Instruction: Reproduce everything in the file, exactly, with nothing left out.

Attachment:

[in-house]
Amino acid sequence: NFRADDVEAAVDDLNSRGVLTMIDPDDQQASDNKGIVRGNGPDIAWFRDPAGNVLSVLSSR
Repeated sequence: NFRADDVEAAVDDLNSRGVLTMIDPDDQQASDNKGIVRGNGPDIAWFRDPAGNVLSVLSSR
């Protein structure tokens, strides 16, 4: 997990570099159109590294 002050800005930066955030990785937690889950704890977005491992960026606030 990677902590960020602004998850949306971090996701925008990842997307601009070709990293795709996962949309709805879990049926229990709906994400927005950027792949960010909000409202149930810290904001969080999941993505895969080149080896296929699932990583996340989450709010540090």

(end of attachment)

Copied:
[in-house]
Amino acid sequence: NFRADDVEAAVDDLNSRGVLTMIDPDDQQASDNKGIVRGNGPDIAWFRDPAGNVLSVLSSR
Repeated sequence: NFRADDVEAAVDDLNSRGVLTMIDPDDQQASDNKGIVRGNGPDIAWFRDPAGNVLSVLSSR
């Protein structure tokens, strides 16, 4: 997990570099159109590294 002050800005930066955030990785937690889950704890977005491992960026606030 990677902590960020602004998850949306971090996701925008990842997307601009070709990293795709996962949309709805879990049926229990709906994400927005950027792949960010909000409202149930810290904001969080999941993505895969080149080896296929699932990583996340989450709010540090």